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Productive Engagement through Collaborative Action and Sociology (PECAS) Mediator

Alejandra J. Magana, Dominic Kao, Bedrich Benes, and Jennifer Richardson at Purdue University share more on their most recent NSF-funded project, Productive Online Teamwork Engagement Through Intelligent Mediation (#2113991).

The COVID-19 pandemic required a shift to virtual collaboration across professional and academic contexts. This shift inspired full time faculty members and researchers, Alejandra Magana, Dominic Kao, Bedrich Benes, and Jennifer Richardson, to develop tools that can help foster social presence, facilitate teamwork, and promote engagement in online learning within higher education settings.

Education team: Ale Magana, coordinator, lead education researcher. Jen Richardson - Lead learning design for social presence. Computing Dominic Kao - Lead technology integration, Bedrich Benes - Lead AI and data analytics. Sociology: Sorin Matei - ethics and fairness, James Dworkin - conflict resolution and mediation.

Team members, interdisciplinary expertise, and roles

What inspired your project?
The principal investigators (PIs) are faculty members with large class sizes ranging from 80 to 150 students. Being virtual, they experienced challenges in monitoring individual and team dynamics in their courses. Through these experiences they recognized a need for online learning environments that foster both effective teamwork and productive collaboration amongst students. Realizing this issue was a pervasive one institutionally led to the inception of their Research on Emerging Technologies for Teaching and Learning (RETTL) project: Productive Engagement through Collaborative Action and Sociology (PECAS) Mediator. This tool is currently under developmental stages to support course instructors and students in online learning environments through artificial intelligence (AI).

Currently, one of the few ways that instructors can assess overall teamwork and performance is by the quality of team project deliverables at the end of a course. However, these products do not provide information about the quality of the team’s collaborative process. This lack of direct insight into the individual stages of a team project lifecycle makes it nearly impossible for instructors to intervene into and mediate team conflicts in a timely and an appropriate manner. Consequently, the inability to monitor collaboration across disparate virtual spaces makes it difficult for course instructors to guide student teams towards adopting practices that are tailored to their unique behavioral dynamics and ensure team success in collaboration and performance.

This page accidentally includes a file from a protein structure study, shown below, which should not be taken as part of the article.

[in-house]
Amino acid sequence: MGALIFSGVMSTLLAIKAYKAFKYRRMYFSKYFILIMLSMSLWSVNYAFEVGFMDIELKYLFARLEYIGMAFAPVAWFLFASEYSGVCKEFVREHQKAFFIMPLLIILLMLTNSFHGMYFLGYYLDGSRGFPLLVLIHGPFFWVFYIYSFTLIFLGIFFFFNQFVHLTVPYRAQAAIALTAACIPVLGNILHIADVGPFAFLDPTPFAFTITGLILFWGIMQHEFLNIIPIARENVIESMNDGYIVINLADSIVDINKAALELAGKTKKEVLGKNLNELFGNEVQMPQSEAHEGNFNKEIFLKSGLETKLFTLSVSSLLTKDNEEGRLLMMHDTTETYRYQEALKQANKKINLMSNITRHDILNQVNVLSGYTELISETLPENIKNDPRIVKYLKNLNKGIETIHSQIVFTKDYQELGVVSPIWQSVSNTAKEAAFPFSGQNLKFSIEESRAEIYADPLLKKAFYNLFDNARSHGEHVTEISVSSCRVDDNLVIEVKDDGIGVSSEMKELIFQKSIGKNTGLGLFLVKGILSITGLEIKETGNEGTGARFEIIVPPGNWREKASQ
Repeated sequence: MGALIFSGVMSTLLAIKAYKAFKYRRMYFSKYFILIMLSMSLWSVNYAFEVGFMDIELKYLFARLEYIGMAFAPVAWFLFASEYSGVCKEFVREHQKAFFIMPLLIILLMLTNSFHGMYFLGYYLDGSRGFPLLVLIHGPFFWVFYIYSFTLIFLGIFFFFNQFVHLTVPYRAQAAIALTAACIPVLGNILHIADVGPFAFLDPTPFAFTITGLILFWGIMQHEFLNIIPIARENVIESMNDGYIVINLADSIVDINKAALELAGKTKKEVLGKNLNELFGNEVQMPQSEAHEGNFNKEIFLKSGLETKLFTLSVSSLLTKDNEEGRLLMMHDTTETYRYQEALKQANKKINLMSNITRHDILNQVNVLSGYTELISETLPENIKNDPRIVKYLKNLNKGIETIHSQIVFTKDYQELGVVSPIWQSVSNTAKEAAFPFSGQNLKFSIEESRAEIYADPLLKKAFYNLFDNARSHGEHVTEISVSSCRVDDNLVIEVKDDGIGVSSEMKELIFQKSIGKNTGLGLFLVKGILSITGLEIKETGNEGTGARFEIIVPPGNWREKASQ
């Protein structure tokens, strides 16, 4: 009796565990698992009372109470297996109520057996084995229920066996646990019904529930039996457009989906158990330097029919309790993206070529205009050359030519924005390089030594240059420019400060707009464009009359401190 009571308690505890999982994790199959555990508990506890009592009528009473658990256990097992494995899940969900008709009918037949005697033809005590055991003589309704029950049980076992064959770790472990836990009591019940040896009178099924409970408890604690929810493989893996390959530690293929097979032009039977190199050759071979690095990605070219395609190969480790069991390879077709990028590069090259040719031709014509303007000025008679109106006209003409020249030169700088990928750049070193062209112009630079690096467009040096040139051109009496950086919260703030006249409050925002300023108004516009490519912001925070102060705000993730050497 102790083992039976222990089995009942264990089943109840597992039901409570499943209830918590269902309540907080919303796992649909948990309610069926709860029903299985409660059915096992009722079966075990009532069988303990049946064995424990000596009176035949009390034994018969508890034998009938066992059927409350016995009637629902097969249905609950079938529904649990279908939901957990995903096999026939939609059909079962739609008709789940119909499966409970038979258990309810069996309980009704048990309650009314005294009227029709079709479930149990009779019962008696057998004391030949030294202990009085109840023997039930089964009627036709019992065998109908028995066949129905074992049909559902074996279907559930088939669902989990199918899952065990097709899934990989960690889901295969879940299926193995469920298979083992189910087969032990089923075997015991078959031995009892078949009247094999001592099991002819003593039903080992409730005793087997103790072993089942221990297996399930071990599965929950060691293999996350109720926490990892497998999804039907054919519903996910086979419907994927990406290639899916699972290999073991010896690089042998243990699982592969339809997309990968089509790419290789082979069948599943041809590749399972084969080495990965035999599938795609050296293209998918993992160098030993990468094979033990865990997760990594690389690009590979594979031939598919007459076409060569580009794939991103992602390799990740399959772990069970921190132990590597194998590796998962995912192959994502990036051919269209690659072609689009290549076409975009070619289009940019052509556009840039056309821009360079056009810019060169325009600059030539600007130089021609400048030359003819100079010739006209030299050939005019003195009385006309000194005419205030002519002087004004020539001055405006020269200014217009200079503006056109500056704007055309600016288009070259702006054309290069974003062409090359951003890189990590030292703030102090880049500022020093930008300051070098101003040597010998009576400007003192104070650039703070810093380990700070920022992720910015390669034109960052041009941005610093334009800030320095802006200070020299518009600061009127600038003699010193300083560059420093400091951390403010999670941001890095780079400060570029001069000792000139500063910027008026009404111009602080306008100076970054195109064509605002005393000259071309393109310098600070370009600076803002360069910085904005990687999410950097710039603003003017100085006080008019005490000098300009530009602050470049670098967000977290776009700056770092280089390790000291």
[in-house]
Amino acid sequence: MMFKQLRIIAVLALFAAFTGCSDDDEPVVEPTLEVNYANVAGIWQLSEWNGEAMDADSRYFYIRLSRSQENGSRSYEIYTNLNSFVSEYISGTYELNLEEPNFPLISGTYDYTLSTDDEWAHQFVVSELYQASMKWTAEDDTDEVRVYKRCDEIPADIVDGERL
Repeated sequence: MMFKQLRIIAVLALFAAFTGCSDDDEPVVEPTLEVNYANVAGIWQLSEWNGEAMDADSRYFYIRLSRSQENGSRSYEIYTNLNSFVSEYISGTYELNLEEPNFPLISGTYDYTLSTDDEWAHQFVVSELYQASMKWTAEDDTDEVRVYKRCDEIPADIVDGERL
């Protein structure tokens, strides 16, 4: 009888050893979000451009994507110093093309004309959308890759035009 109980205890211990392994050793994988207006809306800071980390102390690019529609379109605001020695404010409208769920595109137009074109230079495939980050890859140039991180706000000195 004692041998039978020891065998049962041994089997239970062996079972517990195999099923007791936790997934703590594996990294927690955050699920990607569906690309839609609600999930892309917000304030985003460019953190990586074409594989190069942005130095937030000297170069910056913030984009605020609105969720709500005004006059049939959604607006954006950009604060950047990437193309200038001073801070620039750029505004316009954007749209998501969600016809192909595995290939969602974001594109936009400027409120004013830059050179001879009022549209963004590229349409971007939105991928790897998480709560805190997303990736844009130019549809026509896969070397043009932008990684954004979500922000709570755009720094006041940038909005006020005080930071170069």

interactive diagram of faculty intervention and mediation, online teamwork enactment and PECAS Mediator which includes: monitoring social interactions, detecting productive and unproductive team behavior, and recommends mediating solutions.

Project concept for PECAS Mediator to detect productive and unproductive team behaviors and recommend mediating solutions to faculty.

What insights do you want to share on your collaborations and partnerships?
After observing many instructors struggling with facilitating team building in unfamiliar remote learning environments, Dr. Magana leveraged her expertise in the teamwork literature in order to lead a conflict resolution training mid-semester to better support and facilitate collaboration among her students. With the creation of PECAS Mediator, course instructors will be provided real-time insights, through AI-enabled monitoring, into various forms of engagement that may contribute to overall team performance. This may include alerts on behaviors that may serve as potential flags of unproductive engagement within teams. These alerts allow instructors to provide timely and appropriate mediation and guidance to teams. It also offers an opportunity to further educate course instructors on appropriate ways to handle mediation for various behaviors amongst novice and expert learners within teams.

Actively teaching in higher education gives these researchers first-hand knowledge of students’ experiences and feedback that can be incorporated in the project. However, they remain cautious about incorporating AI into their classes. Some of these concerns include: the potential for bias from or inaccuracy of algorithms, measuring outcomes based on engagement without feedback, and differing webcam quality and fidelity among students. These issues will be examined during the project. They also are concerned about their students’ perceptions of using AI to detect issues during their collaboration. The PIs don’t want students to be uncomfortable with the technology. The PIs emphasized that no personal data would be stored at any point; insights would always be captured at the group level and would never be linked to any individual.

What will be the impact of your project on teaching and learning?
This project provides an opportunity to contribute to the broader learning sciences community. Currently, there is extensive research on teamwork and collaboration, specifically in the context of pedagogical design, but there is limited literature on novice learner team behaviors within higher education settings. Further, the PECAS Mediator project will improve the learning experiences for students and course instructors by assisting faculty with monitoring and mediation, plus, the research will give insights about facilitation to increase productive engagement.

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